Have you forgotten your username and password and cannot log in to your Active Directory? But first, let us discuss what a password is and how they are stored. Passwords stored in Active Directory are hashed, which means that once the user creates a password, an algorithm transforms that password into an encrypted output known as you guessed it, a “hash”. Hashes are of fixed size so passwords of different lengths will have the same number of characters, and are designed to be one-way encryption so that once they are coded, no one should be able to break that code. Kindly refer to the following guides on how to perform these related tasks: How to create a desktop shortcut in Windows 10 to switch User Accounts: Fast user switching (Session Disconnection Utility), How to enable or disable fast User Switching in Windows 10, and how to disable or enable automatic login from the sign-in screen in Windows.
You may be faced with doubtes over some service accounts passwords and may want to verify if these passwords are correct. In this guide, I have compiled some very basic steps in order for you to determine if your credentials are correct?
Method 1: Runas via the Commandline
Runas is a command-line tool that is built into Windows Vista that allows a user to run specific tools and programs under a different username to the one that was used to log on to a computer interactively. The utility will prompt for the password, if the right password has been provided, notepad will be launched.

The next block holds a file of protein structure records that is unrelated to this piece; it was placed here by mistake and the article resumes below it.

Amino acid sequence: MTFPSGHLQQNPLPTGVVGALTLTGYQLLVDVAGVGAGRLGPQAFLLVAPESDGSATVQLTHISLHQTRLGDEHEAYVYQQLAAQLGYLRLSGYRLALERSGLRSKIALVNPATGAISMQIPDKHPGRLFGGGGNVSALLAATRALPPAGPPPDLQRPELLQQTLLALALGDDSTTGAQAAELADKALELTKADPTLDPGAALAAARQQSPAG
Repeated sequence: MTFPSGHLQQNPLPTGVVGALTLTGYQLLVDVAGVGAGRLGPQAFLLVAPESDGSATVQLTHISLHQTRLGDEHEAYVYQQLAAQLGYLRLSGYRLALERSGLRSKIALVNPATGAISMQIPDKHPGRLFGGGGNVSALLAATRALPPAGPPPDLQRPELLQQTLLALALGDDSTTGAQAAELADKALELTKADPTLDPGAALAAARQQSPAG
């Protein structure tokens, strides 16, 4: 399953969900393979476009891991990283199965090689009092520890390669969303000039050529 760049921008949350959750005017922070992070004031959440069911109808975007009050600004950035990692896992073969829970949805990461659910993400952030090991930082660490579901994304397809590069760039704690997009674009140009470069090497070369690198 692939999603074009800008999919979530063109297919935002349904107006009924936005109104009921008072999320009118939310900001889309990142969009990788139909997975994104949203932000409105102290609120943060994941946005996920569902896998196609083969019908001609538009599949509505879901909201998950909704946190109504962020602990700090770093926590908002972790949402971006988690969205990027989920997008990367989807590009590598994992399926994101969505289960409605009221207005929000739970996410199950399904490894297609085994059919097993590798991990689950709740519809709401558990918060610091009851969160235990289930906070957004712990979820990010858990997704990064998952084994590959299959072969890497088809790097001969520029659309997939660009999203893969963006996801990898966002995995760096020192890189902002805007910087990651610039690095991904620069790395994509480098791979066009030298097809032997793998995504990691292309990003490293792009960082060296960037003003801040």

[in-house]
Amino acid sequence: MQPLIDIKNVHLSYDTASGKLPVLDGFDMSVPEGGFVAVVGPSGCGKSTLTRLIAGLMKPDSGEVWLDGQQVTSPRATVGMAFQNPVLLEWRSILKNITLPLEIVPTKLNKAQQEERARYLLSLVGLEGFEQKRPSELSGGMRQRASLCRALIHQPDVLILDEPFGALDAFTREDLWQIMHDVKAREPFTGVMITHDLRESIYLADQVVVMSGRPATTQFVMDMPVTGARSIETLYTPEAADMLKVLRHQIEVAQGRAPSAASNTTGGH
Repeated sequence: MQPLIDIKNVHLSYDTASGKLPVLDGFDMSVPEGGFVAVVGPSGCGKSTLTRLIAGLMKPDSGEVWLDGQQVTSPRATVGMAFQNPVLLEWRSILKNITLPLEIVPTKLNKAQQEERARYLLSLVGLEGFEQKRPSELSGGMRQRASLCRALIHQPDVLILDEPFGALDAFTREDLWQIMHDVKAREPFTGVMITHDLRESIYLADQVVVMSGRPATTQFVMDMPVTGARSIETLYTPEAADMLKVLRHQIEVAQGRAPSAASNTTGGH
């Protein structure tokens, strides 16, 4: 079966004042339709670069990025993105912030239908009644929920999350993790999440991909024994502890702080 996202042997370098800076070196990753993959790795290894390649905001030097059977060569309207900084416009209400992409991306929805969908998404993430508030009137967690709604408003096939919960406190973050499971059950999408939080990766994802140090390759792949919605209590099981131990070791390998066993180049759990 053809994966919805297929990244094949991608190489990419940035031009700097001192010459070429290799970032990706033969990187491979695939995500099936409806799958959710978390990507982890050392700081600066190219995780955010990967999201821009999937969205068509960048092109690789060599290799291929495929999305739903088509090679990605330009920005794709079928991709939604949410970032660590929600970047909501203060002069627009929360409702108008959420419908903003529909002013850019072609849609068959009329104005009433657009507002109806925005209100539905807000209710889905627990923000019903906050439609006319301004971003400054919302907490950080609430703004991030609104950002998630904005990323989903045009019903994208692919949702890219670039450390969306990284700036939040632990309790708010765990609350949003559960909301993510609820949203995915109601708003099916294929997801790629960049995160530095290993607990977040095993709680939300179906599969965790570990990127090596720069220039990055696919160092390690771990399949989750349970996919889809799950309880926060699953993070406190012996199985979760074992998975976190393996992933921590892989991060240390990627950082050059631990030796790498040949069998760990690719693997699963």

runas /u:yourdomain\youruser notepad.exe
Note: If the password or user account is not correct, it will produce an error with the code
1326: the username or password is incorrect.
Method 2: Run an App as a Different User
This process is basically the same as described in method one, but this time, via the GUI. To do this, please follow the steps below.
– Press and hold the Shift key and right-click on the App as shown below.
– If you are on a mac and connecting via RDP, use the Shift+Ctrl keys together and right-click on the App
– In the context menu, select Run as a different user as shown below.
Enter the new credentials and click OK to run the app.
Note: Ensure this user also has the necessary privilege to connect to your application, else I will fail as well.
Note: You rarely have to use the Run as administrator command because Windows Vista will automatically prompt you for an administrator password when it is needed.
Method 3: On Windows desktop, you can use Active Directory Explorer by SysInternals
Method 3: On Windows desktop, you can use Active Directory Explorer by SysInternals and this can be download from the following link. You can also use Sysinternal live as discussed in this guide:
Ensure you have adequate rights, else it will fail. See this guide on how to run Active Directory Explorer by Sysinternals.
As you can see, you are connected. These are a few ways you can test your login credentials very quickly.
Note: Incorrect password results in a "username or password are incorrect" prompt fairly quickly, so this would be a decent GUI-based way to test a list of possible passwords.
Method 4: Switch Users accounts in Windows
Click on the Start button from the taskbar. Then, on the left side of the Start menu, select the account name icon (or picture) and click on Lock or Switch user depending on your environment.
– If you do not have the switch user button, click on Lock as shown below.
– If you have the switch user button, please proceed with the steps below.
Now you should have the opportunity to switch users as shown below.
Enter your credentials, when they are correct, you should be able to log on to the device.
Note: You can also open the
ShutDown Windows dialog by
Alt+F4, click the down arrow, choose Switch user in the list, and clcik on OK.
– Or via the
I hope you found this blog post helpful. If you have any questions, please let me know in the comment session.